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Greater plastic pollution is related to 56 companies

Washington, Apr 29 (Prensa Latina) A team of international researchers discovered that globally more than half of the branded plastic pollution found in the environment is related to 56 companies, it emerged today.

This is the first quantification of global plastic manufacturers’ products on the environment through audit events, which was led by Csiro, Australia’s national science agency, in conjunction with 12 other international organisations.

Scientists used data from a five-year program (2018-2022), spanning 84 countries, to identify brands found as plastic waste in the environment, according to an article published in the journal Science Advances.

Dr. Kathy Willis, a researcher at Csiro, explained that they found that 13 companies – all producers of food, beverages or tobacco products – have an individual contribution of one percent or more of the total branded plastic observed in the 1,576 events of audit carried out.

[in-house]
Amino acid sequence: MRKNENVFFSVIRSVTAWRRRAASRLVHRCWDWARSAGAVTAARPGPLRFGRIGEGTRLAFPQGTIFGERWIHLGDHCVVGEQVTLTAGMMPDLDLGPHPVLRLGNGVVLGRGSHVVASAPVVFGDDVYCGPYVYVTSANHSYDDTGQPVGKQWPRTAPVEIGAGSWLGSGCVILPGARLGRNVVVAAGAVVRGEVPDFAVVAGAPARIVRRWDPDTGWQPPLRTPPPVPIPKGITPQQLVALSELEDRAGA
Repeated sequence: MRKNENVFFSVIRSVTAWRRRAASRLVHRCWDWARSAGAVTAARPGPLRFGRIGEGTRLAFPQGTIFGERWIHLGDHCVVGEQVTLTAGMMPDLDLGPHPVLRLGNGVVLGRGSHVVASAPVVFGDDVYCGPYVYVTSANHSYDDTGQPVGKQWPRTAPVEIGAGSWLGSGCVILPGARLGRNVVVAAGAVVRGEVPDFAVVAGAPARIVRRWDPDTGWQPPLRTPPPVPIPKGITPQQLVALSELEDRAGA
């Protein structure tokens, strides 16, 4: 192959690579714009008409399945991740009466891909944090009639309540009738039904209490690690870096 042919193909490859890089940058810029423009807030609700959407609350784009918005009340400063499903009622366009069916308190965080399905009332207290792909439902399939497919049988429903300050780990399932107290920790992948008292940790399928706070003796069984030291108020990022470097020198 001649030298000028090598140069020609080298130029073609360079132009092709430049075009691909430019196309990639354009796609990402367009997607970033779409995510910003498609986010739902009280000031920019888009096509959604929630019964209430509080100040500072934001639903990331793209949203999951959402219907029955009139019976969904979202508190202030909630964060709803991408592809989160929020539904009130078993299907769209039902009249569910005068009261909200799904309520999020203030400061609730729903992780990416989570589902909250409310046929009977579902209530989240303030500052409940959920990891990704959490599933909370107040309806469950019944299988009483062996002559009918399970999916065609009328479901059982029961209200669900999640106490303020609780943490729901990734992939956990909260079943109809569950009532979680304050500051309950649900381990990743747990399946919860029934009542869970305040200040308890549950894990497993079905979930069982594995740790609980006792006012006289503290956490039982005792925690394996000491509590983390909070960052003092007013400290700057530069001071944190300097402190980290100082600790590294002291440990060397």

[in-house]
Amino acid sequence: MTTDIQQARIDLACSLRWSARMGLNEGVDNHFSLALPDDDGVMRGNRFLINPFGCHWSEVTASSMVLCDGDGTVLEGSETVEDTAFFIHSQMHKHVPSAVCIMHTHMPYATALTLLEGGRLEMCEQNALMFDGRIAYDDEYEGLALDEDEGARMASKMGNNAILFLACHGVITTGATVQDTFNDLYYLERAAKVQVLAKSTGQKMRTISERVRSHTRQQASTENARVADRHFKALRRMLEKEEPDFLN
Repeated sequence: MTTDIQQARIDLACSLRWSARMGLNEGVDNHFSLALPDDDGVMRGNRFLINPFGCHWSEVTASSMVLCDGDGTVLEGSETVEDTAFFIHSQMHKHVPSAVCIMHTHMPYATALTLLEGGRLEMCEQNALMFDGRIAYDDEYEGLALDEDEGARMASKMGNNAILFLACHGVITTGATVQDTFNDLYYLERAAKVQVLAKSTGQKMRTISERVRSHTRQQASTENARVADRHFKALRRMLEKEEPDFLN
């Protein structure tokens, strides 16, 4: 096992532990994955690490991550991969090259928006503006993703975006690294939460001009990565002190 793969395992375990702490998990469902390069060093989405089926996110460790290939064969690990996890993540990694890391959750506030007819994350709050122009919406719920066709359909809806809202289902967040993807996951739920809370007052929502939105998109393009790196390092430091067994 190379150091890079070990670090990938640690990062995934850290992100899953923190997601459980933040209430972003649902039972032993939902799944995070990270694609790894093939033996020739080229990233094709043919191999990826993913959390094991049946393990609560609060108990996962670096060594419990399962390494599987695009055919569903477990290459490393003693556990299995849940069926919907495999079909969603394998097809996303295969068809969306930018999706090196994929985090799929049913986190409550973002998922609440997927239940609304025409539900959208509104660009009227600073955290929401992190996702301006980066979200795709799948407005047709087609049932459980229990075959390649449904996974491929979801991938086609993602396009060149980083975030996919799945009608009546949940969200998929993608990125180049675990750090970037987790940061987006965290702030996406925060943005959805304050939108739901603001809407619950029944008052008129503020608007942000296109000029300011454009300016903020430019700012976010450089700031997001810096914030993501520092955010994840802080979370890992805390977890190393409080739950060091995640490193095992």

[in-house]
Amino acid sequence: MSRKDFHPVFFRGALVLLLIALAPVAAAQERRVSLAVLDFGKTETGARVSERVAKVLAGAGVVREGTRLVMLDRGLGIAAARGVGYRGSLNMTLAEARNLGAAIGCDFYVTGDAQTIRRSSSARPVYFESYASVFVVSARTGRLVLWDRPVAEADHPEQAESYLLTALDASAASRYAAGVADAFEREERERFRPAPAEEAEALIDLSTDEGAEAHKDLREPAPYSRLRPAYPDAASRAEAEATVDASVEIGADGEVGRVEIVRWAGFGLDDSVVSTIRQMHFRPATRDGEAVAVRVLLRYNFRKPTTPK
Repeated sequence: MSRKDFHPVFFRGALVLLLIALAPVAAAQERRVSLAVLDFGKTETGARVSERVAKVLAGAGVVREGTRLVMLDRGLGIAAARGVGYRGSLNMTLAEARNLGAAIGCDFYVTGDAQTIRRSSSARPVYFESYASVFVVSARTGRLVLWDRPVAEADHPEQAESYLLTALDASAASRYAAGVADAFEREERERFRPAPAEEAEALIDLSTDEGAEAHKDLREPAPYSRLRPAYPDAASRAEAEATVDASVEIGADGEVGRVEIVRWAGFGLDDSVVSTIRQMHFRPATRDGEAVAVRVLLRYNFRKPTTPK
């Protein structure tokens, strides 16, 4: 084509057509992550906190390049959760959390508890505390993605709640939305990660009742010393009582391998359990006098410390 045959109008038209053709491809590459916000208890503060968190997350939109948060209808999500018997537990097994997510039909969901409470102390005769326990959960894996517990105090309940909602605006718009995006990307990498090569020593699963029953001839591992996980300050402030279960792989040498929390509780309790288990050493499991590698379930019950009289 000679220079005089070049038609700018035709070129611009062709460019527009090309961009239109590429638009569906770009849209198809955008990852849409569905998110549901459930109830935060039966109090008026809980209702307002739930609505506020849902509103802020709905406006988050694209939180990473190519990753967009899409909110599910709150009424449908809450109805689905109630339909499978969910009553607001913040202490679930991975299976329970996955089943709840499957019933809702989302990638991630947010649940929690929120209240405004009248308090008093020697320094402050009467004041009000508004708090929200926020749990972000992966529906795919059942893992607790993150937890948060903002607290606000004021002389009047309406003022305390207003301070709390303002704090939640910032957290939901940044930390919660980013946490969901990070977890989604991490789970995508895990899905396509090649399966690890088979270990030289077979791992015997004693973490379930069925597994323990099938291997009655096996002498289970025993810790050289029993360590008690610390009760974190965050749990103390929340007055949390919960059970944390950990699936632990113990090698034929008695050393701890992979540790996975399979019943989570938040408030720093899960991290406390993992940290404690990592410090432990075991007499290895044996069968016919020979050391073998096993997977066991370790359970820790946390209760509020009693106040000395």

The study showed that the main brands worldwide were: The Coca-Cola Company, linked to 11 percent of branded items, followed by PepsiCo (five percent), Nestlé and Danone, with three percent each.

The prevalence of food and beverage companies, particularly those producing single-use plastic products, suggests that single-use packaging contributes significantly to branded plastic pollution.

Meanwhile, Dr. Win Cowger, research director at the Moore Institute for Plastic Pollution Research, stated that there is a relationship between very diverse geographies and waste management systems.

“This suggests that reducing plastic production could help curb plastic pollution. This would have a positive impact on the environment, as would the change towards more durable and reusable products,” said the specialist.

The study also found that 50 percent of the items were unbranded.

“International standards for packaging marking could help facilitate the identification and improve the tracking and management of plastic products,” Dr Willis highlighted.